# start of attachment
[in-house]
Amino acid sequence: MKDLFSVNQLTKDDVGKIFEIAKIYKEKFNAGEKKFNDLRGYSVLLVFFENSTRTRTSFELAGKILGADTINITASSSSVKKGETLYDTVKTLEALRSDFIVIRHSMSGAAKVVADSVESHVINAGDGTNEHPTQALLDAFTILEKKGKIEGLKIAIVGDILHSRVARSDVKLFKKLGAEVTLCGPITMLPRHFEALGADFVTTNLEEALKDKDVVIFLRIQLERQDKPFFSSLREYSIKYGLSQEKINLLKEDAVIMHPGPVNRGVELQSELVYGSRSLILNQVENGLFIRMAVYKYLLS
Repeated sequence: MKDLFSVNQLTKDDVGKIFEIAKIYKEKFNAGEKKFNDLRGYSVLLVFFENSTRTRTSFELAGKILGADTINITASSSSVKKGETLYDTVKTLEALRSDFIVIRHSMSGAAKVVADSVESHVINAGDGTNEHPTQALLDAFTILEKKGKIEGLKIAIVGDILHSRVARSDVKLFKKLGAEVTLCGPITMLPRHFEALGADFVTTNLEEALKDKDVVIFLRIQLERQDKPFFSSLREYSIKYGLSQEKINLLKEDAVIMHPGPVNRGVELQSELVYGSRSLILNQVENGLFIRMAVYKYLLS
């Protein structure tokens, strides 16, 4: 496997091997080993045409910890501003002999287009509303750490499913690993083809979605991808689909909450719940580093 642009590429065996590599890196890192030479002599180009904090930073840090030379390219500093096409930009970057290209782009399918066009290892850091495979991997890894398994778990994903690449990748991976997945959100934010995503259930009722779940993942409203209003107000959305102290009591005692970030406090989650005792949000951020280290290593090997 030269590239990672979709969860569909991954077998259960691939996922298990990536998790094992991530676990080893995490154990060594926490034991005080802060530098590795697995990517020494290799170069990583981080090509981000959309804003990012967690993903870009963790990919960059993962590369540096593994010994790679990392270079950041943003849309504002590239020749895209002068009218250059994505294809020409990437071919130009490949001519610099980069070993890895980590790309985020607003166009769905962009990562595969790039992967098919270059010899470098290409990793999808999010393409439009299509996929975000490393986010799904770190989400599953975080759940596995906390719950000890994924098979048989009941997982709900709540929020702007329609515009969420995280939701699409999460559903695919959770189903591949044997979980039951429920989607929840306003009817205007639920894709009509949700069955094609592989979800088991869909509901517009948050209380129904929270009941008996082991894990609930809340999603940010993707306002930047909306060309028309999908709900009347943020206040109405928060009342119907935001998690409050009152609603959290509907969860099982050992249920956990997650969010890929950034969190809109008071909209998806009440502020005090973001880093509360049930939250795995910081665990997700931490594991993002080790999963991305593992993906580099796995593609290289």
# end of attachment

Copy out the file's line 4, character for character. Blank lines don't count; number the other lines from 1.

């Protein structure tokens, strides 16, 4: 496997091997080993045409910890501003002999287009509303750490499913690993083809979605991808689909909450719940580093 642009590429065996590599890196890192030479002599180009904090930073840090030379390219500093096409930009970057290209782009399918066009290892850091495979991997890894398994778990994903690449990748991976997945959100934010995503259930009722779940993942409203209003107000959305102290009591005692970030406090989650005792949000951020280290290593090997 030269590239990672979709969860569909991954077998259960691939996922298990990536998790094992991530676990080893995490154990060594926490034991005080802060530098590795697995990517020494290799170069990583981080090509981000959309804003990012967690993903870009963790990919960059993962590369540096593994010994790679990392270079950041943003849309504002590239020749895209002068009218250059994505294809020409990437071919130009490949001519610099980069070993890895980590790309985020607003166009769905962009990562595969790039992967098919270059010899470098290409990793999808999010393409439009299509996929975000490393986010799904770190989400599953975080759940596995906390719950000890994924098979048989009941997982709900709540929020702007329609515009969420995280939701699409999460559903695919959770189903591949044997979980039951429920989607929840306003009817205007639920894709009509949700069955094609592989979800088991869909509901517009948050209380129904929270009941008996082991894990609930809340999603940010993707306002930047909306060309028309999908709900009347943020206040109405928060009342119907935001998690409050009152609603959290509907969860099982050992249920956990997650969010890929950034969190809109008071909209998806009440502020005090973001880093509360049930939250795995910081665990997700931490594991993002080790999963991305593992993906580099796995593609290289």